Thinning Baby Food
Thinning Baby Food
Sometimes when you make a batch of homemade baby food purees and freeze them for later use, you will find that the texture is different when you thaw them. This is because freezing changes the cellular structure of many foods:some vegetables and fruits – such as zucchini (courgettes) or pears -will be quite runny, so it would not be a good idea to thin those at all prior to freezing, while some other foods are fine if they are thinned before freezing.
Foods that are suitable to thin prior to freezing include:
- sweet potatoes
- winter squash (butternut, acorn etc.)
Some ideas for thinning your pureed homemade baby food…
- Use the cooking liquid. When you boil or steam foods some of the nutrients leach into the water, so using the cooking liquid for pureeing and thinning means that nutrients are not completely wasted. However, DO NOT use cooking water from CARROTS, as there are concerns over NITRATE content (find out more by checking Internet information sites)
- Use your breast milk.This will be a familiar taste for your baby, while boosting the nutrients in the food you are introducing. But DON’T USE previously frozen breast milk to thin purees that you are going to freeze, as it is not safe to refreeze previously frozen breast milk.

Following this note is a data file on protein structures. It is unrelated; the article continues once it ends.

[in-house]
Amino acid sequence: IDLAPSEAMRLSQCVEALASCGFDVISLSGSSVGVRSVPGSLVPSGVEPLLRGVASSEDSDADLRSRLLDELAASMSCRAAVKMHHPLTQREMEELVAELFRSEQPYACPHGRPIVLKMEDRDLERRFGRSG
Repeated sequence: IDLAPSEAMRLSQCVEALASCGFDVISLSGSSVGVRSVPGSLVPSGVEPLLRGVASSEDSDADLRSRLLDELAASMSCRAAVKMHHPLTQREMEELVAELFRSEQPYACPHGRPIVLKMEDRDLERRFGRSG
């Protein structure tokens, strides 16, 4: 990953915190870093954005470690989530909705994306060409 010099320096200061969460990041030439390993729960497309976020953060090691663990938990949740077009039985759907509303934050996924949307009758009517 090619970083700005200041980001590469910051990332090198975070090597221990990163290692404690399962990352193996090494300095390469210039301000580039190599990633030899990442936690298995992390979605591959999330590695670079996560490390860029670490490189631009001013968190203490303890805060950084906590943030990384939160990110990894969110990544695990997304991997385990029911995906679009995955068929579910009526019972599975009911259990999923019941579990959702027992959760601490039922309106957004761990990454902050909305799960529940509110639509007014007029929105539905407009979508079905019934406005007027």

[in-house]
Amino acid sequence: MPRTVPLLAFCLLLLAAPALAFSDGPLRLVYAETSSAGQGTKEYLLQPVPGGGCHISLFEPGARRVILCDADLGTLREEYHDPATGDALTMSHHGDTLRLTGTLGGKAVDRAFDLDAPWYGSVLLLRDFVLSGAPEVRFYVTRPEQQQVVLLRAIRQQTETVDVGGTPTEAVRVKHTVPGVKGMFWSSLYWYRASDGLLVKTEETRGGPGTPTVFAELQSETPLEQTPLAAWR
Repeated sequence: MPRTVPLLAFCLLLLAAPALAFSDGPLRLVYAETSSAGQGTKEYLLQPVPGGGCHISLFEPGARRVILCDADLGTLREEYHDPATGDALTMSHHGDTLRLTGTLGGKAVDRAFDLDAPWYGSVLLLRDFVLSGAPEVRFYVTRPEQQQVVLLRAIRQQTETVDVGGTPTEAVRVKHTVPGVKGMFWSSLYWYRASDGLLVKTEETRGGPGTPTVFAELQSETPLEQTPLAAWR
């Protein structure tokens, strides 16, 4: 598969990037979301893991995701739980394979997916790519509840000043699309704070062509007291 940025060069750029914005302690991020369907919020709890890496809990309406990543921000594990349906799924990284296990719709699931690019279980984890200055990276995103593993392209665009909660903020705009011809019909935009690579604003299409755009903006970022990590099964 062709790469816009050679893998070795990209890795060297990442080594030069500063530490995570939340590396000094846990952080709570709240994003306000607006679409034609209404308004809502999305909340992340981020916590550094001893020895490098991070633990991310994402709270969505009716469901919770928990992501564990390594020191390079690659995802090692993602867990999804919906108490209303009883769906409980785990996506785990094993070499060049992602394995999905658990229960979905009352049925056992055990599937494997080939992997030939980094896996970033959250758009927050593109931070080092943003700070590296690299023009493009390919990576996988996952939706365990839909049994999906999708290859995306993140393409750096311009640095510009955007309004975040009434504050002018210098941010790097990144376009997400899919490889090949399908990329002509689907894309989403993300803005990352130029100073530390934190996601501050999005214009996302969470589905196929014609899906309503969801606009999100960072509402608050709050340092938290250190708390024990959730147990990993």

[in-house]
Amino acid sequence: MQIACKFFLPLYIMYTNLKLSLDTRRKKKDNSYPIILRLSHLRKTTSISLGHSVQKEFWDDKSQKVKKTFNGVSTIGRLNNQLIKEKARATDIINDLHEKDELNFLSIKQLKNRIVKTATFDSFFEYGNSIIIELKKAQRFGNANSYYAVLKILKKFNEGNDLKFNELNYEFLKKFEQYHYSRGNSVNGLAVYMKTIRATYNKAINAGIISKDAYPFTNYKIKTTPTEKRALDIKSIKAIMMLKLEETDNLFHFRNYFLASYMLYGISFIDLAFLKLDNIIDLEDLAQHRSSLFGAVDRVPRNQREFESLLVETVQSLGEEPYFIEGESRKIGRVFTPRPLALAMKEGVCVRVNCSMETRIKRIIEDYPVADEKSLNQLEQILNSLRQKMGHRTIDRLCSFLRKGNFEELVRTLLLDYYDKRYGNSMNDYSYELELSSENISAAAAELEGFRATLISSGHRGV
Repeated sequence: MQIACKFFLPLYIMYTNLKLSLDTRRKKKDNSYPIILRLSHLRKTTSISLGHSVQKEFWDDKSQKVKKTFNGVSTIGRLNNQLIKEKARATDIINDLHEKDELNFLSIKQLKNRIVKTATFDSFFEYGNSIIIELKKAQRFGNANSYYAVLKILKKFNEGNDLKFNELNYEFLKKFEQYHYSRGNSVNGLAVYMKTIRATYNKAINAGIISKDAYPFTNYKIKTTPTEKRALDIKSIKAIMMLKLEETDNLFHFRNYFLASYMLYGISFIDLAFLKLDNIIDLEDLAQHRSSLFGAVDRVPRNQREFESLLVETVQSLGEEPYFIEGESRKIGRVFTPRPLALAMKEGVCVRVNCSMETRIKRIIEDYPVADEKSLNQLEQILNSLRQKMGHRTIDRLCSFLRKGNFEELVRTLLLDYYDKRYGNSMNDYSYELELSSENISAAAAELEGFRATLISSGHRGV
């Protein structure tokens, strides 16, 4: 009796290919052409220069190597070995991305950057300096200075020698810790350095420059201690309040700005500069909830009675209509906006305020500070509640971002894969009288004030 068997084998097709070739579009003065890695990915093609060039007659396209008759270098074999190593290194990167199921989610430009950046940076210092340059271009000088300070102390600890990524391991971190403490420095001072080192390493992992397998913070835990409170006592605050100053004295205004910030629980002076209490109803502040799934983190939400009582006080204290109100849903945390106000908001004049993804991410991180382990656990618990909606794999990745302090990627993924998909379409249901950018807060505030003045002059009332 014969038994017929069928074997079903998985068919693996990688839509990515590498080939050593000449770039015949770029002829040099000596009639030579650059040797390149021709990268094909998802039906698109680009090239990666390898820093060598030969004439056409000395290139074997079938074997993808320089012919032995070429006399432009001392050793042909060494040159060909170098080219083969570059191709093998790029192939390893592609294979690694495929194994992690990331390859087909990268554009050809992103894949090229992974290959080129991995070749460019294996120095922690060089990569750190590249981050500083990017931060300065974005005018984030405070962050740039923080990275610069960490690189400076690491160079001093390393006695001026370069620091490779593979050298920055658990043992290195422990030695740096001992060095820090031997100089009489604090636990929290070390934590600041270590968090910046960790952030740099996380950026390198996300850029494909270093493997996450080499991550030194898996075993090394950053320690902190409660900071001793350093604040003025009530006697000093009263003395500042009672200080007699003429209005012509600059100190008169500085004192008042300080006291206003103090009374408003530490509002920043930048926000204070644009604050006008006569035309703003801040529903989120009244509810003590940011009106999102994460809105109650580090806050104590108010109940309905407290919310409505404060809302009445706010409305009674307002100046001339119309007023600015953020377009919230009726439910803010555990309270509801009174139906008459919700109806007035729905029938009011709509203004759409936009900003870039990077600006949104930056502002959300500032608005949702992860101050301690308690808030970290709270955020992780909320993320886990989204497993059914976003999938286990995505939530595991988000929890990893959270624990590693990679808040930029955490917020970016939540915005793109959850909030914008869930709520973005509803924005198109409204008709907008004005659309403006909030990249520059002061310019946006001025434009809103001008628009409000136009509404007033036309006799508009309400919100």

- Use infant formula. Another good way to thin homemade baby food purees; if you then want to freeze the puree, infant formula producers state that the nutritional value of the formula is not compromised when it is frozen, and there are no safety issues. (It is not advisable to freeze the infant formula itself because the fat will separate,which may prove difficult for baby to digest – this will also occur if you freeze whole cow’s milk).
- Make your own stock.Homemade stocks are tasty, convenient, and very nutritious. Make a batch, freeze it in portions (use ice cube trays) and take what you need – whenever you need it – to thin baby food purees. Try vegetable stock with a chicken and rice puree for extra taste and nutritional value.
As always, do consult with your baby’s doctor or paediatrician about introducing solid foods, and discuss any specific foods that could pose allergy risks.
This information presented to you acts as a guide which contains researched information only and is not intended to replace advice from a qualified health professional.